WASHINGTON — Valeant Pharmaceuticals will pay about $1 billion in cash to buy Sprout Pharmaceuticals, the maker of the first prescription drug intended to boost sexual desire in women.
The deal comes two days after US regulators approved the pill Addyi, a milestone for the drug industry that could revive interest in medications for women’s sexual problems.
Founded by a husband-and-wife team, Sprout has aggressively pushed the case for their product for years, arguing in dozens of interviews that the Food and Drug Administration had unfairly overlooked women’s sexual disorders. But the company gave no hint of plans to sell the drug to a larger company.
‘‘After all their talk about women’s health disparities, it’s time for Sprout’s founders to just take the money and run,’’ said Erik Gordon, a business professor at the University of Michigan.
Sprout CEO Cindy Whitehead responded Thursday that she would continue to lead Sprout, which will become a division of Valeant.
‘‘I’m not going anywhere and am very excited to continue working with our 34 employees,’’ Whitehead said in a statement.
Gordon and some other analysts predicted the buyout, noting that Sprout had only a few dozen employees in its Raleigh offices. Gordon said Valeant has the size and expertise to market the new pill.
‘‘Valeant is not a drug development company, they are a drug marketing company,’’ said Gordon. ‘‘They are famous for buying a company, closing down their research, and flogging the product.’’
The Canadian drugmaker has traditionally grown through acquisitions of companies in the dermatology, eye health, and neurology fields. The Sprout purchase expands Valeant’s portfolio into women’s health.
Still, the deal has its risks. In its approval this week, the FDA required Addyi to carry a warning label, and the once-daily pill’s modest benefit may limit its appeal.
The warning will alert doctors and patients to the risks of dangerously low blood pressure and fainting, especially when the pill is combined with alcohol.
Under the safety plan, doctors will be able to prescribe Addyi only after completing an online certification process that requires counseling patients about the drug’s risks. Pharmacists also will need certification and be required to remind patients not to drink alcohol while taking the drug.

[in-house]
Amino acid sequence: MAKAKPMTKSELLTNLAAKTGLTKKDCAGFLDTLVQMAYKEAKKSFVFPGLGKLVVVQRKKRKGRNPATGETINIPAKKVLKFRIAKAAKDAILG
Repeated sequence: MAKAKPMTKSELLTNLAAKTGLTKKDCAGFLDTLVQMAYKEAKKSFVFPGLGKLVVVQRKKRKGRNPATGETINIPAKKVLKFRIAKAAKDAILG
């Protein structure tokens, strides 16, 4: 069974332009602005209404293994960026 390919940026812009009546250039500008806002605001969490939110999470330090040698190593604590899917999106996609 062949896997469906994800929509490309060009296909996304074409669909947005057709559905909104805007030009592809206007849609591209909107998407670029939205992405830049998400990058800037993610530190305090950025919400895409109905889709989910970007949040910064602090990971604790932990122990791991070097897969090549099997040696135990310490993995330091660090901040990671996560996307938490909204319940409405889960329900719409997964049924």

Still, Valeant is confident enough in the potential of the women’s sexual-dysfunction market that it’s already talking about other investments in the same area. The market for men’s erectile dysfunction is $4.3 billion and includes blockbuster drugs such as Pfizer’s Viagra, Eli Lilly’s Cialis, and Bayer’s Levitra, according to 2014 sales data by Symphony.
‘‘I think you can look to the market for erectile dysfunction to be somewhat similar in terms of size, which is a multibillion-dollar market on global basis,’’ Valeant’s chief executive Mike Pearson said. ‘‘It will take time to develop the market.’’
Valeant will be able to use its sales expertise to get Addyi to market quickly, said Alex Arfaei, an analyst at BMO Capital Markets. The company got a good price for a drug that’s the first of its kind in what could be a large market, he said. ‘‘However, we believe that uptake will be significantly lower than in [erectile dysfunction] given the safety issues with the product,’’ he said.
Sprout’s drug acts on brain chemicals that affect mood and appetite. The drug was actually acquired from German conglomerate Boehringer Ingelheim in 2011, after the FDA initially rejected the drug.
Material from Bloomberg News was used in this report.